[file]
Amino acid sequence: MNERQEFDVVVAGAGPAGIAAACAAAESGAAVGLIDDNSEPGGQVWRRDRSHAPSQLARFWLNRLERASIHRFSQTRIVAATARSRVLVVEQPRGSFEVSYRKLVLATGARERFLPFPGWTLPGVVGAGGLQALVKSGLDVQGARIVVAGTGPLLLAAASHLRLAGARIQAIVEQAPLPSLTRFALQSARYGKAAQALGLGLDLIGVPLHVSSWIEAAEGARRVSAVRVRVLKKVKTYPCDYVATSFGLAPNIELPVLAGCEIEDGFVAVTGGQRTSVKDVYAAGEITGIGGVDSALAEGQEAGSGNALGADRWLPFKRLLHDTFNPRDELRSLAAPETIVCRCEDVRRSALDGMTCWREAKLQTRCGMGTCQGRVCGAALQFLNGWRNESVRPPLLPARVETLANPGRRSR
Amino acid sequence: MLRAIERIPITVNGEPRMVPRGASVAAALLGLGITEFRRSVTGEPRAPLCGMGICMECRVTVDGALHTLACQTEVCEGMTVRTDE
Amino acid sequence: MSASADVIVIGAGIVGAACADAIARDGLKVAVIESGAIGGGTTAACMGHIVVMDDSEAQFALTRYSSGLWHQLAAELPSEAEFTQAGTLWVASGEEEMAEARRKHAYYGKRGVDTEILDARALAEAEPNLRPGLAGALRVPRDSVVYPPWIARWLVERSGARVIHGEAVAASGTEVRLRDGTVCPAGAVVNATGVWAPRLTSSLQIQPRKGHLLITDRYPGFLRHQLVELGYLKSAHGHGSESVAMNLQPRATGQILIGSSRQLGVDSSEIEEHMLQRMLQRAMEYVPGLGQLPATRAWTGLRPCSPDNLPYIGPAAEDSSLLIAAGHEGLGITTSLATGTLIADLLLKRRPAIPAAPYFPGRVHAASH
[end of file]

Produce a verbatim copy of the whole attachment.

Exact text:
Amino acid sequence: MNERQEFDVVVAGAGPAGIAAACAAAESGAAVGLIDDNSEPGGQVWRRDRSHAPSQLARFWLNRLERASIHRFSQTRIVAATARSRVLVVEQPRGSFEVSYRKLVLATGARERFLPFPGWTLPGVVGAGGLQALVKSGLDVQGARIVVAGTGPLLLAAASHLRLAGARIQAIVEQAPLPSLTRFALQSARYGKAAQALGLGLDLIGVPLHVSSWIEAAEGARRVSAVRVRVLKKVKTYPCDYVATSFGLAPNIELPVLAGCEIEDGFVAVTGGQRTSVKDVYAAGEITGIGGVDSALAEGQEAGSGNALGADRWLPFKRLLHDTFNPRDELRSLAAPETIVCRCEDVRRSALDGMTCWREAKLQTRCGMGTCQGRVCGAALQFLNGWRNESVRPPLLPARVETLANPGRRSR
Amino acid sequence: MLRAIERIPITVNGEPRMVPRGASVAAALLGLGITEFRRSVTGEPRAPLCGMGICMECRVTVDGALHTLACQTEVCEGMTVRTDE
Amino acid sequence: MSASADVIVIGAGIVGAACADAIARDGLKVAVIESGAIGGGTTAACMGHIVVMDDSEAQFALTRYSSGLWHQLAAELPSEAEFTQAGTLWVASGEEEMAEARRKHAYYGKRGVDTEILDARALAEAEPNLRPGLAGALRVPRDSVVYPPWIARWLVERSGARVIHGEAVAASGTEVRLRDGTVCPAGAVVNATGVWAPRLTSSLQIQPRKGHLLITDRYPGFLRHQLVELGYLKSAHGHGSESVAMNLQPRATGQILIGSSRQLGVDSSEIEEHMLQRMLQRAMEYVPGLGQLPATRAWTGLRPCSPDNLPYIGPAAEDSSLLIAAGHEGLGITTSLATGTLIADLLLKRRPAIPAAPYFPGRVHAASH